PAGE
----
SPORT FOR JOVE’S ‘CYRANO DE BERGERAC’

There aren’t many theatre companies that instil a confidence in their audience that everything you see them do is going to be good but every time I see a Sport for Jove show that’s exactly how I feel. The only trepidation I have heading out to their shows is whether I have enough petrol in the car to make it all the way to Bella Vista Farm, whether it will rain and wet my fabulous hair, that I will be attacked by a swarm of wasps or succumb to lactose intolerance from all the cheese I foolishly ate during the picnic dinner. Never, ever have I felt any concern over the quality of the work produced by Damien Ryan and his Sport for Jove team because they know how to do theatre, indoors and out, collaboratively and artistically, traditionally and contemporary and always with integrity.
There’s a tremendous lot of talent in play in each show and it feels like ego is checked at the door in favour of delivering the vision of the first artist, the writer and combining it with the vision of Ryan and the collective. No tricks, unless they serve the style and ideas; no big name stars carrying a show but an ensemble with experience, skill and commitment and really good material delivered by a top notch artistic team.
Sport for Jove care about their audience and it’s obvious that by promising and delivering an experience that its punters find clever, creative and cathartic that the rest of the industry and the general public have nothing but respect and anticipation for each show produced.
‘Cyrano de Bergerac’ was no exception to this rule. Director Damien Ryan even enlisted the assistance of the team to help inspire him to adapt the text and he has crafted a version absolutely loyal to the original but with such a modern and playful edge that his cast own it, led by Yalin Ozucelik as Cyrano. But taking the adage, ‘no small roles, only small actors’ whenever anyone in the ensemble was on stage,  they were absolutely present, in role and alive for the moment. There is a beauty of readiness from each actor that helps suspend our disbelief as audience, even in the most exceptional of circumstances. For instance, we’ve just entered the barn to watch the starving soldiers fight off their enemy somewhere in the distance and yet I’m there with them. Even the moon got in on the action and when it was called for in dialogue, it politely cooperated and hit its mark, on cue, emerging from the clouds. I mean when a company can control nature, you had better sit up and watch.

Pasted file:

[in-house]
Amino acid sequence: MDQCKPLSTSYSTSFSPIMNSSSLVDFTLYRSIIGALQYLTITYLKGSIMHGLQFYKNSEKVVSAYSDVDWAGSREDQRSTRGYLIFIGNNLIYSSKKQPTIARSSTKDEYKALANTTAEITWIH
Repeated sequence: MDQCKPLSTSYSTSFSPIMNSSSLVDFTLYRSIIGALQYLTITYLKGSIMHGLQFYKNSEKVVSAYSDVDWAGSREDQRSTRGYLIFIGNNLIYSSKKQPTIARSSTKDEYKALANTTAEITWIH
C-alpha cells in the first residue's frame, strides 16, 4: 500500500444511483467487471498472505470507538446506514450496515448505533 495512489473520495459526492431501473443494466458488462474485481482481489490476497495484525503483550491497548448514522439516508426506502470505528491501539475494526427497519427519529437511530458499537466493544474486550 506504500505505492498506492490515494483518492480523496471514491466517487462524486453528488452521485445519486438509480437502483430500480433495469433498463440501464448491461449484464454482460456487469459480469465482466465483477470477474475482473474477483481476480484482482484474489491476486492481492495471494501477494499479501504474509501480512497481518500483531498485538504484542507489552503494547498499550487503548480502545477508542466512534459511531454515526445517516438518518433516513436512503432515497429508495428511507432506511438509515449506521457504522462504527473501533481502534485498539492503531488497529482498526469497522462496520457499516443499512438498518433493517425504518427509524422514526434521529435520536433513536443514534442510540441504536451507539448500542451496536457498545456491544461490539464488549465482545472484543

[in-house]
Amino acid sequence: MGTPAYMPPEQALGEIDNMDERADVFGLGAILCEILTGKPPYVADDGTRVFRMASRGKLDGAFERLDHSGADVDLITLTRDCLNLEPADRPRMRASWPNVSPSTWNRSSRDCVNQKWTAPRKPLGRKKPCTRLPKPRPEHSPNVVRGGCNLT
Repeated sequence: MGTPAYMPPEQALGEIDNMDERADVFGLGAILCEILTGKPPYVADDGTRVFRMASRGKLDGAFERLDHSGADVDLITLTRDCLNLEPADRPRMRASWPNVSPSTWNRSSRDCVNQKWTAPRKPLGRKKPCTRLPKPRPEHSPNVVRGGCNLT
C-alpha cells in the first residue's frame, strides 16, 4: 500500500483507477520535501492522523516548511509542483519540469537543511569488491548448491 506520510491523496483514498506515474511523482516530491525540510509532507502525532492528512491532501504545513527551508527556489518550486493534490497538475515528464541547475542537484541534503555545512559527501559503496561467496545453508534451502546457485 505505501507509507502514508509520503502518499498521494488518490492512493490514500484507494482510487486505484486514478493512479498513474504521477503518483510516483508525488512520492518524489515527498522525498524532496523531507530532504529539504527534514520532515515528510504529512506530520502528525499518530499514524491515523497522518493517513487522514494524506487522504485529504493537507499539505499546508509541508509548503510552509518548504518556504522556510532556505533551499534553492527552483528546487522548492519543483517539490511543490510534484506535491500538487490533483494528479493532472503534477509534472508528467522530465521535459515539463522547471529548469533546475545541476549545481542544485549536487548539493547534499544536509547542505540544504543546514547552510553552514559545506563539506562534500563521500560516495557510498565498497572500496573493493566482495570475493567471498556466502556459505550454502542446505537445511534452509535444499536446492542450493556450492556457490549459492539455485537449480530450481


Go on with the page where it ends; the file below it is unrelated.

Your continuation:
There were a couple of moments I felt an edit might have been nice- all to do with Cyrano’s dialogue (and Ozucelik has more words to pump out at lightning speed than seems humanly possible). The lazzi where Cyrano mocks his own nose just stretched the elastic too far and his death scene had a touch of the Pyramus and Thisbe but that’s also a problem in the cocktail of the epic, romance, melodrama and realism that anyone would find hard to master.
But this is a minor criticism in what is an excellent production. Kudos to Ozucelik, to Lizzie Schebesta’s feisty portrayal of Roxane and Scott Sheridan’s handsome, cheeky but intellectually paralysed Christian de Neuvilette. I could easily list every cast member and the fine performances from each and how Ryan manages to use audience in the gentlest of ways to include without intimidating, how Barry French has used this gorgeous setting of the Bella Vista Farm to create the world of the stage, of homesteads, nunneries, battlefields and bakeries and how Anna Gardiner has provided a masculine European period design and how impressed I was with Toby Knyvett’s lighting. Every player wins a prize and the audience win the biggest prize of all and that is the privilege of seeing great theatre.
So head to Sport for Jove with the confidence that you are witnessing a troupe who know how to produce good theatre and that’s exactly what you’re going to get.

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